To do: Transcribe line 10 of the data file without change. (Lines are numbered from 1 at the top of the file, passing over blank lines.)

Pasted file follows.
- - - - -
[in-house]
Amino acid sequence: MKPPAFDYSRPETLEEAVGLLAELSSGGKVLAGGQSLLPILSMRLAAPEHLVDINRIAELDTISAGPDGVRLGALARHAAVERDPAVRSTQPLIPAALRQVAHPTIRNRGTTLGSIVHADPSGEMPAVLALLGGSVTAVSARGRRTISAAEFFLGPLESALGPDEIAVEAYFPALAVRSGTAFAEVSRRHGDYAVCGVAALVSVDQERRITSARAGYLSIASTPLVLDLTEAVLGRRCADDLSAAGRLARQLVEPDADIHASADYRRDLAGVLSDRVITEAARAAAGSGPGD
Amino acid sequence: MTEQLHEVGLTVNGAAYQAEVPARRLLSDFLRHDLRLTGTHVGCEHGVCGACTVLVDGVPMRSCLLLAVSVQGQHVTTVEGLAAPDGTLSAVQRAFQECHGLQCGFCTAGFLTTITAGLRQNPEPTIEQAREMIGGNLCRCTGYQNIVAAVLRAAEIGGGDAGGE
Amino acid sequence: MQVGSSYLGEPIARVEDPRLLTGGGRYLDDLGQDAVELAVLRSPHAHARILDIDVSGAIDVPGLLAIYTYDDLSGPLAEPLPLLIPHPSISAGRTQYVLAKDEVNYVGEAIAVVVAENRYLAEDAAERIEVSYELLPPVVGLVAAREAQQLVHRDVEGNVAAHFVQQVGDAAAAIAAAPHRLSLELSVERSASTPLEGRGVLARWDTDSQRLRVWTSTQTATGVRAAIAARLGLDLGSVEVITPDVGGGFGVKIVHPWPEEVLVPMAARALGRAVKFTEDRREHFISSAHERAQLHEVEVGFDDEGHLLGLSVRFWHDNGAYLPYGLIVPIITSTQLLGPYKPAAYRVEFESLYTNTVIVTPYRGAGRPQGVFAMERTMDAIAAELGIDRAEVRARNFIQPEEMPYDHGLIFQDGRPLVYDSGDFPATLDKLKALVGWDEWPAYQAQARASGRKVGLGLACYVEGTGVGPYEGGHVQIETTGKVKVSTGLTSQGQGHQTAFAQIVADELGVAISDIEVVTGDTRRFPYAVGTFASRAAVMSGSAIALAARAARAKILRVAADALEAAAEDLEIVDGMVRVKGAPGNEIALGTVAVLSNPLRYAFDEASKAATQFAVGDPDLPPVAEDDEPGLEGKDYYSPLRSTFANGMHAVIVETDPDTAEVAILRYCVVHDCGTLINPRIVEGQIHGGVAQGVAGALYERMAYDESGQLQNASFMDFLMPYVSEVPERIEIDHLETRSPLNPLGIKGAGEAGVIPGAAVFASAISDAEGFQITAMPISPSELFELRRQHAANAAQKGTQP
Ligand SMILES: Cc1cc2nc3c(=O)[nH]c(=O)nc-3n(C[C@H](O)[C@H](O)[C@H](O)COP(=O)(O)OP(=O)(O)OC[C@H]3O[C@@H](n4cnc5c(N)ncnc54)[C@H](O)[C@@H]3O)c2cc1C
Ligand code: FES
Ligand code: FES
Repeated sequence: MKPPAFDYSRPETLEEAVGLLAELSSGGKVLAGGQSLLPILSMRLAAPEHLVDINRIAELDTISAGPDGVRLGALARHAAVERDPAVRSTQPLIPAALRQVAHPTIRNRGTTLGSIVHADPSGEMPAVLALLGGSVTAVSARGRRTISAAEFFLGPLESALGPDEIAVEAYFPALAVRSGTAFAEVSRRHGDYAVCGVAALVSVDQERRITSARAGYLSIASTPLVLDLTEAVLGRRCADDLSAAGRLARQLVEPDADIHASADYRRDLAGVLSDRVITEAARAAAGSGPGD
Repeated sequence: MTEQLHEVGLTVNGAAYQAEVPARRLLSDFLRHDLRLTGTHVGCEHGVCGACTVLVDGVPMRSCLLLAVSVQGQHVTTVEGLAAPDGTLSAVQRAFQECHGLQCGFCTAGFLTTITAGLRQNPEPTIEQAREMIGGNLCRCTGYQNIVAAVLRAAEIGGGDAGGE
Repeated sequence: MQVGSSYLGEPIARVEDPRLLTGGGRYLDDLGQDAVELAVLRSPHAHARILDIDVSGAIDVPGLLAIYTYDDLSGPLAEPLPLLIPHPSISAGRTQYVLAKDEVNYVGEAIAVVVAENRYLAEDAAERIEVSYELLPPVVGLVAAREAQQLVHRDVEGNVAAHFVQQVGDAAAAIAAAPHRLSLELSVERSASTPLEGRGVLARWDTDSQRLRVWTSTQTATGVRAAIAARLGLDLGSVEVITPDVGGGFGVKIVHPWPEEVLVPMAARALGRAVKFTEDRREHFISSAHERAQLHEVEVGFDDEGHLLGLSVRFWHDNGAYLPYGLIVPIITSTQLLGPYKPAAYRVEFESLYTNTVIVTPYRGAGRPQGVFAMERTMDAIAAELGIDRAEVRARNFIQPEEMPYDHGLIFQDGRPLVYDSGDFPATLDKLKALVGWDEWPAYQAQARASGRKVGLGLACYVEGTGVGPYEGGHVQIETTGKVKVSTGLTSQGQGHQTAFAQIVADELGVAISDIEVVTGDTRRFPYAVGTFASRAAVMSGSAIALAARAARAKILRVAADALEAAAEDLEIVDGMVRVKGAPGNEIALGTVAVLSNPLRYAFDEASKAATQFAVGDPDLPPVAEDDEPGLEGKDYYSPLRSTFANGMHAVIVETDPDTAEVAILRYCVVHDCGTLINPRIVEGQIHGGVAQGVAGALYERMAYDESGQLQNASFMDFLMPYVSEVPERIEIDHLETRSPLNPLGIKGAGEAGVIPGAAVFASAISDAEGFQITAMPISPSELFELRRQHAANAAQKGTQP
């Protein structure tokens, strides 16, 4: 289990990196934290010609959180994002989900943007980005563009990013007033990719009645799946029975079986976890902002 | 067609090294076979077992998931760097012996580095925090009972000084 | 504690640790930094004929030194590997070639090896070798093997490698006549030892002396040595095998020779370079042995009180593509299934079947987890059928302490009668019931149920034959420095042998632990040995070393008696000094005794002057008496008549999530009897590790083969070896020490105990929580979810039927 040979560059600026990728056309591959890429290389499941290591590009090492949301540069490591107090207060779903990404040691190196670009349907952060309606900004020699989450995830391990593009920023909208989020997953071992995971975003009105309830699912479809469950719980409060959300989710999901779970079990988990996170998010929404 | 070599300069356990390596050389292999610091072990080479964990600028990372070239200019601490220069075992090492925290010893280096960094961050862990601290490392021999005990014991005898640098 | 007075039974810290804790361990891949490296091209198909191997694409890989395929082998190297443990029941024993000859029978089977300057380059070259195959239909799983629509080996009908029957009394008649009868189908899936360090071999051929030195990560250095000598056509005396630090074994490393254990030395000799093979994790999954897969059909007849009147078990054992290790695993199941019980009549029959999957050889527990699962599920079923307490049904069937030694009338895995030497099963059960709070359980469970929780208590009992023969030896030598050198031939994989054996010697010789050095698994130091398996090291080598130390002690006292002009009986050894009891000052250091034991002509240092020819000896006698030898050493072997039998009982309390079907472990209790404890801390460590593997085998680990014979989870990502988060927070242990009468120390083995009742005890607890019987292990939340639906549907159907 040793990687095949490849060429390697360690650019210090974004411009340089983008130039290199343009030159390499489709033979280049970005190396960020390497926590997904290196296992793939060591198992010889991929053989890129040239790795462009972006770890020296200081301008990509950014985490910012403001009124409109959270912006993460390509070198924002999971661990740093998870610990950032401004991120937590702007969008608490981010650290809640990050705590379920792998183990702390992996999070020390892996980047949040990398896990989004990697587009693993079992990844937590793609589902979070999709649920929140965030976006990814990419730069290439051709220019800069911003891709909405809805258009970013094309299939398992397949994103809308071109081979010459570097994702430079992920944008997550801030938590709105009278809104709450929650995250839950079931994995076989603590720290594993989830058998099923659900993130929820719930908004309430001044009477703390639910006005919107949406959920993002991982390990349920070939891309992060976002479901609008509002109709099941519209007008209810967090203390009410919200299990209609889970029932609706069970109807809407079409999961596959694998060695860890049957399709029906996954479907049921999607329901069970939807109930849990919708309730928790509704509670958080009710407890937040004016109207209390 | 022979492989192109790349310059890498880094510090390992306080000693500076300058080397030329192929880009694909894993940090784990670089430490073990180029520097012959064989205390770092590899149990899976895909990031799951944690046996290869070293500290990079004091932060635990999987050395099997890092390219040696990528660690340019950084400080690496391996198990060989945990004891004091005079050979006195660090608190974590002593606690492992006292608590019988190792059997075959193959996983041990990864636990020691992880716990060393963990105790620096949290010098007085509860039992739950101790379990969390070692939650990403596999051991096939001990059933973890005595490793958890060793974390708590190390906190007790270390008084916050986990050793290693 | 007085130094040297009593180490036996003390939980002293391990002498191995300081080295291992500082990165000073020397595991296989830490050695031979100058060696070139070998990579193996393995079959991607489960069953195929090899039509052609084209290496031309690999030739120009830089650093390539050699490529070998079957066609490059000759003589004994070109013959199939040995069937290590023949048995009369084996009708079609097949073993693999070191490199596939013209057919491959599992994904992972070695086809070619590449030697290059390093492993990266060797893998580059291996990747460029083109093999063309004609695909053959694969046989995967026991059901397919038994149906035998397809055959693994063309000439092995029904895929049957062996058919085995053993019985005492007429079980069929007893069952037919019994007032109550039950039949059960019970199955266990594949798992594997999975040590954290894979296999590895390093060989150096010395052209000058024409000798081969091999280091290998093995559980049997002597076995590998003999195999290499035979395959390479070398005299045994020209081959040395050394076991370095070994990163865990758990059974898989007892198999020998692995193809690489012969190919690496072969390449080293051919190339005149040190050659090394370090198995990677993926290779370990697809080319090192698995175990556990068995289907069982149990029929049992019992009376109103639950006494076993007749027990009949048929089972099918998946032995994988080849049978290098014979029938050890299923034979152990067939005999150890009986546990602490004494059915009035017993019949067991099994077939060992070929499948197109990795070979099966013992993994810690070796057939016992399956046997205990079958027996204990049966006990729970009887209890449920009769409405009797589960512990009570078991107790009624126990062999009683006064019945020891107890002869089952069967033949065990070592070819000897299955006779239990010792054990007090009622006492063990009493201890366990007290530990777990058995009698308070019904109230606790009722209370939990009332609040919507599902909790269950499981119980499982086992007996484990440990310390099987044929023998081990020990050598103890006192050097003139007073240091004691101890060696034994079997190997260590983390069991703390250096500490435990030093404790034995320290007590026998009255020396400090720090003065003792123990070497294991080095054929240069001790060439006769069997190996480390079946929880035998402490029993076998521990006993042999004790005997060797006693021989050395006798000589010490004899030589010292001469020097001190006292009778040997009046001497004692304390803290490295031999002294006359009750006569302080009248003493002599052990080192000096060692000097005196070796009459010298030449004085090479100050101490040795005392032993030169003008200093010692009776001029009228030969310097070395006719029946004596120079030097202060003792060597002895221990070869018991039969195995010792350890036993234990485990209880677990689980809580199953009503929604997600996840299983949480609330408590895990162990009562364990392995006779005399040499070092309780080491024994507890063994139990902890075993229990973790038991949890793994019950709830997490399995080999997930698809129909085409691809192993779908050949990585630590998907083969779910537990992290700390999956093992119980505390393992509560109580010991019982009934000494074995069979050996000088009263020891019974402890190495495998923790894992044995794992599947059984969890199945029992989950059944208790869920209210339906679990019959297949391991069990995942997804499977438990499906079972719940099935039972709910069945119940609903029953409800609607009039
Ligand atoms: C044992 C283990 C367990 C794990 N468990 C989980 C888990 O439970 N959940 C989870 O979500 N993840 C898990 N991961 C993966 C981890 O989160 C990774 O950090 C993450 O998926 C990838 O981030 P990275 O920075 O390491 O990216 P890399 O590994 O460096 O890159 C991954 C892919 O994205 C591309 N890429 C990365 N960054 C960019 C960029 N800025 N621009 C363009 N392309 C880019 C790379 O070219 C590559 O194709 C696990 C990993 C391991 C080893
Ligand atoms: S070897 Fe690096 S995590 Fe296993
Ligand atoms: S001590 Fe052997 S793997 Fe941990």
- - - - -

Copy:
Repeated sequence: MQVGSSYLGEPIARVEDPRLLTGGGRYLDDLGQDAVELAVLRSPHAHARILDIDVSGAIDVPGLLAIYTYDDLSGPLAEPLPLLIPHPSISAGRTQYVLAKDEVNYVGEAIAVVVAENRYLAEDAAERIEVSYELLPPVVGLVAAREAQQLVHRDVEGNVAAHFVQQVGDAAAAIAAAPHRLSLELSVERSASTPLEGRGVLARWDTDSQRLRVWTSTQTATGVRAAIAARLGLDLGSVEVITPDVGGGFGVKIVHPWPEEVLVPMAARALGRAVKFTEDRREHFISSAHERAQLHEVEVGFDDEGHLLGLSVRFWHDNGAYLPYGLIVPIITSTQLLGPYKPAAYRVEFESLYTNTVIVTPYRGAGRPQGVFAMERTMDAIAAELGIDRAEVRARNFIQPEEMPYDHGLIFQDGRPLVYDSGDFPATLDKLKALVGWDEWPAYQAQARASGRKVGLGLACYVEGTGVGPYEGGHVQIETTGKVKVSTGLTSQGQGHQTAFAQIVADELGVAISDIEVVTGDTRRFPYAVGTFASRAAVMSGSAIALAARAARAKILRVAADALEAAAEDLEIVDGMVRVKGAPGNEIALGTVAVLSNPLRYAFDEASKAATQFAVGDPDLPPVAEDDEPGLEGKDYYSPLRSTFANGMHAVIVETDPDTAEVAILRYCVVHDCGTLINPRIVEGQIHGGVAQGVAGALYERMAYDESGQLQNASFMDFLMPYVSEVPERIEIDHLETRSPLNPLGIKGAGEAGVIPGAAVFASAISDAEGFQITAMPISPSELFELRRQHAANAAQKGTQP